5 Responses to a Chronic Disease Diagnosis

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How do you respond to a chronic disease diagnosis?

The SARAH acronym is useful for helping to understand, and support, the 5 emotional responses that an individual experiences as they adjust to a chronic disease diagnosis.

Receiving the determination of a chronic disease is life changing. We all respond to change differently and it is never a linear nor finite process.

The ex wife of a dear friend of mine shared with me the acronym SARAH. She used it as a manager responsible for leading change within her workplace. I have found it both reassuring and helpful in my understanding of where I am in my response to events that affect my life and throw me into the winds of change. I hope that you too can glean some understanding and acceptance of your own unique experiences in life. For those of you that are caring and supporting of people going through personal change, I have shared some strategies that may help you too.

SARAH acronym Emotional reactions to chronic disease life change
The SARAH acronym is useful for helping to understand the range of emotions that we feel as we respond to a life changing event such as 1. the death of a loved one, 2. a chronic disease diagnosis, 3. workplace reform
Shock reaction to chronic disease


Strong feeling and emotion is the hallmark of this phase – although at times this can also actually be characterized with zero emotion. You may not understand the change that is happening around, and to you. As a result you  can feel almost paralyzed. In some this can be denial that the change is actually even happening.

My personal experience: My personal response to my chronic disease diagnosis can be best described as feeling like being a rabbit caught in the headlights. Everyone else around me seemed to understand what was happening to me before I did. My GP, Specialist, Work Cover agent and Work Rehabilitation officer all seemed to have been party to conversations from which I was absent. I in fact clearly recall my Work Rehab officer saying with surprise “Didn’t you know that the specialist has diagnosed you with Osteoarthritis. We have been talking about if for the last three weeks.” I was  in shock, I had not heard those words and up until and even beyond this diagnosis, still believed that I had a work injury that I would fully recover from.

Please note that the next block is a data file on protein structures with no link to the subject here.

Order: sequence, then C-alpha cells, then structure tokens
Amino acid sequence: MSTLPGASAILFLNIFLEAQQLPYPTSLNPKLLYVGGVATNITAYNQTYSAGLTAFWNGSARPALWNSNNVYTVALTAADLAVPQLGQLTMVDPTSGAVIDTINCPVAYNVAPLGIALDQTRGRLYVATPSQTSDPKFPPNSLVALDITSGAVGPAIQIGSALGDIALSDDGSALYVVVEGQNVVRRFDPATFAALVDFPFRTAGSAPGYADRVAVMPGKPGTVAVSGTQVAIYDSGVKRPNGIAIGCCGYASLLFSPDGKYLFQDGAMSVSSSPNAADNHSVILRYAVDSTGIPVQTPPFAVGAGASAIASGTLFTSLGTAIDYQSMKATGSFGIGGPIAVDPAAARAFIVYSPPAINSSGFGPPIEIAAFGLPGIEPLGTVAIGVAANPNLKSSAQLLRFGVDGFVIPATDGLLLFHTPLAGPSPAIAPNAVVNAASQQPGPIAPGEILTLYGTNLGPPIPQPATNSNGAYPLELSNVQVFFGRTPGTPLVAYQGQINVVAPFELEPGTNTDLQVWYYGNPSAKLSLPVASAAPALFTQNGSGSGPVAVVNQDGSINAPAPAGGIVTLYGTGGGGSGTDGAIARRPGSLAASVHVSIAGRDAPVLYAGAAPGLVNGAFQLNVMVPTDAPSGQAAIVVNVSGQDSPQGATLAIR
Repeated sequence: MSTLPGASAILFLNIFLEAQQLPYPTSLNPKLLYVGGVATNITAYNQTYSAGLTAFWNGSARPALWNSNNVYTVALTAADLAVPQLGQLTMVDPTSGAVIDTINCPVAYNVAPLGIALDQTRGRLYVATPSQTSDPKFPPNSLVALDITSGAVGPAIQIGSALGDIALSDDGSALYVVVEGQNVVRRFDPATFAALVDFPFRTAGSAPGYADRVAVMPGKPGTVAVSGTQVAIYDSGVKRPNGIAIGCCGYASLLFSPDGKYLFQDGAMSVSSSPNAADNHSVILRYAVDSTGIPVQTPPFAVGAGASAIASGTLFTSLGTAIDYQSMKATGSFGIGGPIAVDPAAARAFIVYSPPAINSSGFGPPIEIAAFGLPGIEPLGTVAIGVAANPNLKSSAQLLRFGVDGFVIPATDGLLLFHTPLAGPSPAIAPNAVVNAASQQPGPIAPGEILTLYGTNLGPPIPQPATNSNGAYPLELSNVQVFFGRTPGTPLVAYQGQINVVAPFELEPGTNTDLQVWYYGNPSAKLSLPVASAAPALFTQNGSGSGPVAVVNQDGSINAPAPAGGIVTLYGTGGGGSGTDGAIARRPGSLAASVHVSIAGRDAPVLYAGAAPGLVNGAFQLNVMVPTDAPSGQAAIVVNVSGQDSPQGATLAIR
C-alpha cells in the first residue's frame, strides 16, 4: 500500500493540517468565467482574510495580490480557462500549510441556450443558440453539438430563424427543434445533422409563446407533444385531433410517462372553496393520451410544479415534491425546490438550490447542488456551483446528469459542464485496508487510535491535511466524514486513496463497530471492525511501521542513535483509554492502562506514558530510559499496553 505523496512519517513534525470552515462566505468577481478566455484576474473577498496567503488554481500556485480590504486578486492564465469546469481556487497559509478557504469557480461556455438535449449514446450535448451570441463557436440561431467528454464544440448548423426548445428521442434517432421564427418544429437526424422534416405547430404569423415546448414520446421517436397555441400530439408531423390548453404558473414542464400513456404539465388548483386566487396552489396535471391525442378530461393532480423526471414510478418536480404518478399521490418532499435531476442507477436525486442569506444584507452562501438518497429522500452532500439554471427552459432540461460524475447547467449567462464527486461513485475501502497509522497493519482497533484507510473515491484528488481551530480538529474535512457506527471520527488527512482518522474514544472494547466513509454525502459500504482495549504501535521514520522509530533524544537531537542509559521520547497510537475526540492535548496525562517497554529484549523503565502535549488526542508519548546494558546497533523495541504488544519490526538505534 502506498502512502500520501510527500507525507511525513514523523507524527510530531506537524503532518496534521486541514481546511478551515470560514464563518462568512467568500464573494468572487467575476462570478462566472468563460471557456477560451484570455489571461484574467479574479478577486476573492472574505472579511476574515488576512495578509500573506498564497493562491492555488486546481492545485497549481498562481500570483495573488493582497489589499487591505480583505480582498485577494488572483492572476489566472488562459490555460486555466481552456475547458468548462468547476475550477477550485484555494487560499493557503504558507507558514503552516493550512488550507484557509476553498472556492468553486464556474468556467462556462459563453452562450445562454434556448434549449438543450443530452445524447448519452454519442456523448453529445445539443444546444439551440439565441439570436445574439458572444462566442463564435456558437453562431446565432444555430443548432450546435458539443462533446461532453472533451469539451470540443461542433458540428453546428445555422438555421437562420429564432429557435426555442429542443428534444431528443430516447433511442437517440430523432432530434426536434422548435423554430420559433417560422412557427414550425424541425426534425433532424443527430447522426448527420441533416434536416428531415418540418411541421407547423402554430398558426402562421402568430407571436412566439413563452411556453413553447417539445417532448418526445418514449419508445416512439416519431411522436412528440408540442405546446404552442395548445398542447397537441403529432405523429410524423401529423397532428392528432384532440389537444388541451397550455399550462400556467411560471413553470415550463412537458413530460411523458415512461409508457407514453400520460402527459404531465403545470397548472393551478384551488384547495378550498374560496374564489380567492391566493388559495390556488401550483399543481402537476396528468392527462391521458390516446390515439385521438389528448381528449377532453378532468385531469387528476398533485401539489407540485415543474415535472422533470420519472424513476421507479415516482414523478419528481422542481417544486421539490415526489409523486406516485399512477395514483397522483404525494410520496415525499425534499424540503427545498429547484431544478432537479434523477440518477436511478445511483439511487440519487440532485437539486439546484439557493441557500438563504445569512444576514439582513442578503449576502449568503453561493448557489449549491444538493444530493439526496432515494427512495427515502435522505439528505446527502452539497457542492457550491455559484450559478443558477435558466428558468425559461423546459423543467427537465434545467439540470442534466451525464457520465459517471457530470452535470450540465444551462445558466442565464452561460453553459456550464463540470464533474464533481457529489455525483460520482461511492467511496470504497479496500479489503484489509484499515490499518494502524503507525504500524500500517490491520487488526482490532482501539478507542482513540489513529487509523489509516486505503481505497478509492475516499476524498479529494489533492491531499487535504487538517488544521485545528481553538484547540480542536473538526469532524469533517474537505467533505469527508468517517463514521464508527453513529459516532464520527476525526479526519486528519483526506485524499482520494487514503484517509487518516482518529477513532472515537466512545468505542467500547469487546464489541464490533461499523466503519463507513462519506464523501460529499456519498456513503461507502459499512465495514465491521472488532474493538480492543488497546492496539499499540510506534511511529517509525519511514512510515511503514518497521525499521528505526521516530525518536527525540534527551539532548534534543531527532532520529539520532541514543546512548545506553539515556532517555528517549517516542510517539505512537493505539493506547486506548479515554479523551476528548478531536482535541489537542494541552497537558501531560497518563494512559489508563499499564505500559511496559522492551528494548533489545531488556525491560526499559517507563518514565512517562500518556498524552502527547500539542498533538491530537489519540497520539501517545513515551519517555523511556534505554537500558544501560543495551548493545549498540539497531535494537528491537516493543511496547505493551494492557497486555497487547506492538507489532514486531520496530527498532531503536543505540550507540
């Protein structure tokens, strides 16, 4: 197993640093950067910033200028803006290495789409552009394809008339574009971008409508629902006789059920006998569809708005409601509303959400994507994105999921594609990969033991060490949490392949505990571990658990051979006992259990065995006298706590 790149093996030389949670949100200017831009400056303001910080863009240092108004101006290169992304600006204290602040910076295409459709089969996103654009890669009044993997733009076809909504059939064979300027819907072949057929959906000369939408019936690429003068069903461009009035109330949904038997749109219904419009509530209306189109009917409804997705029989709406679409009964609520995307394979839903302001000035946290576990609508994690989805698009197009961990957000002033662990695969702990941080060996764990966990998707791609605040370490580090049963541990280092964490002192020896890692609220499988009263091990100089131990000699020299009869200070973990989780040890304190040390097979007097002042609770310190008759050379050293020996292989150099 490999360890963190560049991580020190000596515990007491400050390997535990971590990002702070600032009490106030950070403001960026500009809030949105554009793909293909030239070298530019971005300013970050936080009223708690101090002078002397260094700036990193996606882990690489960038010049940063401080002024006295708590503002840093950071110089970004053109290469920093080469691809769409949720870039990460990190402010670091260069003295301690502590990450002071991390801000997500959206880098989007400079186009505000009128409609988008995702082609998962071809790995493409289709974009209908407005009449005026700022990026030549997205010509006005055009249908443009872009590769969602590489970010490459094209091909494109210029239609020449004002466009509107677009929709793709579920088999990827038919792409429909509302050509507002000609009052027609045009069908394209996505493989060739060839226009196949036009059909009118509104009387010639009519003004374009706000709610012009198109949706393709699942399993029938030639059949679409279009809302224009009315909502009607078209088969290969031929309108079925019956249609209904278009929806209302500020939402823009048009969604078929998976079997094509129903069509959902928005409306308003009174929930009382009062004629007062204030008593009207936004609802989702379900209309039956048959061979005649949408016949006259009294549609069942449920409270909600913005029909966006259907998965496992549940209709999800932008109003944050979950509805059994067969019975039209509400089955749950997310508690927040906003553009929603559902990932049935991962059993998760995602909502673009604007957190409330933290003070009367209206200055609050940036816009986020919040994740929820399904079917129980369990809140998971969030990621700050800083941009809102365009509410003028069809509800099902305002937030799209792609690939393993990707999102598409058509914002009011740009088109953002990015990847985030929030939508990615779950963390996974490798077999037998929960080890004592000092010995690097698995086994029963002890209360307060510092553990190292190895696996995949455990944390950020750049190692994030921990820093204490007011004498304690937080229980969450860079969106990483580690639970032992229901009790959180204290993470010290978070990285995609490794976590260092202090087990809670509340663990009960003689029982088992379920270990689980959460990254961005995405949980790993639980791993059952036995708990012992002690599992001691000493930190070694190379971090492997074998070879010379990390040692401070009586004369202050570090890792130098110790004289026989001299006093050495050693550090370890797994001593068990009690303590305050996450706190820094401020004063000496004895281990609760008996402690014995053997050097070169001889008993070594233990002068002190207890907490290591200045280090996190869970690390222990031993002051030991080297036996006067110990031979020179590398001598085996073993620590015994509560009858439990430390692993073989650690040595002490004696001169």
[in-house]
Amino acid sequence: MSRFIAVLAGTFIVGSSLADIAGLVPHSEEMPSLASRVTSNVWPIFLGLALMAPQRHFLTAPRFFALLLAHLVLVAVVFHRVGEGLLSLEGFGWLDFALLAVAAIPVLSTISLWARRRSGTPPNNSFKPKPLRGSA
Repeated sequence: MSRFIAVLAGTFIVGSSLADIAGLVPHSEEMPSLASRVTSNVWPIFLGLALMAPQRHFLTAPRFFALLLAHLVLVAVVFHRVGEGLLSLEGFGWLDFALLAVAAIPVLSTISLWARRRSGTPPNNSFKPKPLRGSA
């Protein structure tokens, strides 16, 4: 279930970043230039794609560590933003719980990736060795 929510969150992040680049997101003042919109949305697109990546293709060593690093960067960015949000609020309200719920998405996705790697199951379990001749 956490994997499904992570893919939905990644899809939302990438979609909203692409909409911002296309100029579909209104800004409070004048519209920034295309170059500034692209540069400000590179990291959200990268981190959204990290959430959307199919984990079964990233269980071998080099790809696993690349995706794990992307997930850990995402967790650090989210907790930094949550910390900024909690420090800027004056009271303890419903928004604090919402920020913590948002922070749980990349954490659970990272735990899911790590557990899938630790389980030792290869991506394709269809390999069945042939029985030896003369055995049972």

Supporting someone experiencing shock

How you can support someone:  Empathise and listen. Being supportive and responding gently is vital. Stay close and ask the person effected what support then need, Did I say stay close? Stay close.

Anger reaction to chronic disease


Anger or anxiety replaces shock once you realize the implications of the change upon your life. If anger is your response then you can be very sensitive , highly defensive and passive aggressive towards people suggesting that you need to accept or change the way you are dealing with your life. You may not initially agree with the need for change  and start lashing out at the people around you. What you are really lashing out at is the things that is changing. 

My personal experience: I was angry alright! This was not my imagined future. This was not what this new job was meant to bring me. I was going to retire comfortably in this role. I blamed the privacy guard of the reception front desk – it was too tall – I was only sore because I kept having to get up and peer over it when someone entered the library. I blamed the school Principal for not being prepared to get the groundsman to saw through the guard to lower its height. I was angry with my car for being a manual car. I was angry with myself for being so, so stupid as to catch Osteoarthritis.

Supporting someone experiencing anger

How you can support someone:  You may see the person digging in their heels. They need you to be empathetic: ask questions and let them talk. Resist the temptation to fight their anger with insistence or your own anger. Listen, listen and listen.

Resistance reaction to chronic disease


Resistance can also manifest itself as rejection. You deny or reject the need to adopt a change within your life. You may feel apathetic, helpless and give up hope. This is only temporary and it will be natural to experience self-pity and a sense of injustice